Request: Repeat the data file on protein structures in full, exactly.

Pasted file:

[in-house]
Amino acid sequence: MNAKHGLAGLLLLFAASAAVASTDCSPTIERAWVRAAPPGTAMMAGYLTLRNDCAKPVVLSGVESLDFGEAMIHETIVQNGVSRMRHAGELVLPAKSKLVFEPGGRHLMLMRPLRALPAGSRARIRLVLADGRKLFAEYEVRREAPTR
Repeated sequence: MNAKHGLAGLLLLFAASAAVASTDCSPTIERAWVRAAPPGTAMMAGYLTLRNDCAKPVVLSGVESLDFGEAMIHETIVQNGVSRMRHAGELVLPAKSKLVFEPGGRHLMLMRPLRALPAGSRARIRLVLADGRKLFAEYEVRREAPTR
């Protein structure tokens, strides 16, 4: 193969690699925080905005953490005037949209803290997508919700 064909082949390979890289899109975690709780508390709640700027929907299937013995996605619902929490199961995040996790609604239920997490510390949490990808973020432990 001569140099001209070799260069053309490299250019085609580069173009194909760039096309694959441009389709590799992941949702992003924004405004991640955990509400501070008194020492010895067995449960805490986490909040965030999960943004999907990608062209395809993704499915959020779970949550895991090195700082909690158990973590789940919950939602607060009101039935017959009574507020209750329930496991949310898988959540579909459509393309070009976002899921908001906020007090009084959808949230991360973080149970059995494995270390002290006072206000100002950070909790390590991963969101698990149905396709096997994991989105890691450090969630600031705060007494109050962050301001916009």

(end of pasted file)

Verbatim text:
[in-house]
Amino acid sequence: MNAKHGLAGLLLLFAASAAVASTDCSPTIERAWVRAAPPGTAMMAGYLTLRNDCAKPVVLSGVESLDFGEAMIHETIVQNGVSRMRHAGELVLPAKSKLVFEPGGRHLMLMRPLRALPAGSRARIRLVLADGRKLFAEYEVRREAPTR
Repeated sequence: MNAKHGLAGLLLLFAASAAVASTDCSPTIERAWVRAAPPGTAMMAGYLTLRNDCAKPVVLSGVESLDFGEAMIHETIVQNGVSRMRHAGELVLPAKSKLVFEPGGRHLMLMRPLRALPAGSRARIRLVLADGRKLFAEYEVRREAPTR
């Protein structure tokens, strides 16, 4: 193969690699925080905005953490005037949209803290997508919700 064909082949390979890289899109975690709780508390709640700027929907299937013995996605619902929490199961995040996790609604239920997490510390949490990808973020432990 001569140099001209070799260069053309490299250019085609580069173009194909760039096309694959441009389709590799992941949702992003924004405004991640955990509400501070008194020492010895067995449960805490986490909040965030999960943004999907990608062209395809993704499915959020779970949550895991090195700082909690158990973590789940919950939602607060009101039935017959009574507020209750329930496991949310898988959540579909459509393309070009976002899921908001906020007090009084959808949230991360973080149970059995494995270390002290006072206000100002950070909790390590991963969101698990149905396709096997994991989105890691450090969630600031705060007494109050962050301001916009």